Hesam Rahmanian
Now the Dove and the Leopard Wrestle at Five in the Afternoon

Gallery Isabelle van den Eynde

January 10, 2013

Hesam Rahmanian
Now the Dove and the Leopard Wrestle at Five in the Afternoon

15 January–28 February 2013

Gallery Isabelle van den Eynde
Al Quoz 1, St 8, Al Serkal Ave, #17
PO Box 18217
Dubai, UAE

T/F +971 (0)4 323 5052
info [​at​] ivde.net

www.ivde.net 

Rahmanian’s works reveal his own private universe, a fantastical matrix of life inhabited by animals, people and assorted functional objects. The inanimate objects’ roles along with those of the human and animal forms are visually displaced in Rahmanian’s realm, and yet the suggestion beyond that which is literally painted is of a return to earth, with the possibility of resuscitation. The encounters of unexpected realities from the artist’s personal obsessions on unfamiliar planes resonate with the Surrealist approach to creating new life.

Rahmanian’s latest body of work shows the artist moving away from the illustrative direction of his last solo exhibition and toward a more process-oriented way of working. The imagery of bull fights, political arenas and animal slaughter featured previously are gone from these new paintings. Rahmanian has pursued a more exploratory, painterly voice in Now the Dove and the Leopard Wrestle at Five in the Afternoon.

At the core of this development is his use of cast-off acrylic, scraped from dried-out paint pots and palettes. The artist has pasted cuts of this globulous mass onto paper to create a series of animals and gestural humanoid forms, often positioned in a self-consciously rigid wire-frame environment.

We see plays of texture, structure and simplicity: the ridged back of a chameleon as it clings insect-like to the end of a branch, or the bulbous shape of a nesting bird with its crescent beak composed of a fibrous mesh of colour. 

Rahmanian has returned to the kiln that fired those earlier pieces and extracted new life from the otherwise dead and discarded material that created them. Scenes evolve out of the haphazard, arbitrary nature of how the paint has dried and peeled off his palette. Narratives—however restrained they might appear—take shape around these naive forms.

Accompanying the collages is a selection of portraits of world leaders viewed from behind. Aside from those with obvious affectations of their stateliness (notably the Pope and the Queen of England), we still recognise the subject of each of these images despite seeing only the backs of their heads. Similarly, although we can’t see features or expressions on their faces, some sense of mood exudes out of these reverse portraits in the slight bow or incline of the head, or hints of a smile from the cheek bones.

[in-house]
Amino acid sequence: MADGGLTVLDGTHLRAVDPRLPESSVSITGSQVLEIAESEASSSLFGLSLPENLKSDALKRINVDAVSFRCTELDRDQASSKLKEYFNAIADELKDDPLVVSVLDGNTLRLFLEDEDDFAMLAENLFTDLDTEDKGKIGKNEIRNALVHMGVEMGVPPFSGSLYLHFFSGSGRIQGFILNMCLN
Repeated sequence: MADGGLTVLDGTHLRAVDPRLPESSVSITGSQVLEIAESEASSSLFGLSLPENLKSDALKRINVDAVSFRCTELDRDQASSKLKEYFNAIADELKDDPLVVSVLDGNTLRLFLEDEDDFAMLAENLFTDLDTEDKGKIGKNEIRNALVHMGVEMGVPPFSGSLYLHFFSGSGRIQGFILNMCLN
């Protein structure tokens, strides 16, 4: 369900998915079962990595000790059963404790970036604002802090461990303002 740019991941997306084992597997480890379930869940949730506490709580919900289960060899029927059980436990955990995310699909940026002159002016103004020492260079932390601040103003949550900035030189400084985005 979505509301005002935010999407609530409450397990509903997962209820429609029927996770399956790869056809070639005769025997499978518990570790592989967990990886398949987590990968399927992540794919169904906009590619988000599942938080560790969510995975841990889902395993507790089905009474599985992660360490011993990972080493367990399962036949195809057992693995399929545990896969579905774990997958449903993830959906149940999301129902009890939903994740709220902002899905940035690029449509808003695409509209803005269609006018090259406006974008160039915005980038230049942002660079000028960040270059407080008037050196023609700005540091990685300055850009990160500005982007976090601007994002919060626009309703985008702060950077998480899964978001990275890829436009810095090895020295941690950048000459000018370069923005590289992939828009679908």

Recurrent throughout this show is an investigation into how best to communicate a feeling or sensation in the simplest terms. Detail is minimal, but form and gesture are vital and vitalised. His diptychs and triptychs vivify the improbable by uniting disembodied or headless animals with miscellaneous objects. The resulting hybrids, such as pliers chirping from a crow’s body, appear animate despite being incomplete suggestions formed of peculiar contradictions.

The artist talks about his youth in Tehran, surrounded by animals that, as they succumbed to age, would be buried in the garden of his family home. Macabre it may be, but greenery flourished in this fertilised soil. This latest exhibition takes this process at its heart—the breaking down of dearly held earlier concerns and creating something simpler yet forthright in the process. As the artist himself notes, cherry trees yield sweet, ripe fruit even though they grow out of graveyards.

The Dubai-based Iranian artist most recently presented I Put It There, You Name It at Gallery Isabelle van den Eynde alongside Rokni and Ramin Haerizadeh in March 2012, and had solo shows at Paradise Row, London, and at Traffic, Dubai, as well as participated in a group show at the Royal College of Art, London, as one of eight finalists for the MOP CAP 2011 prize.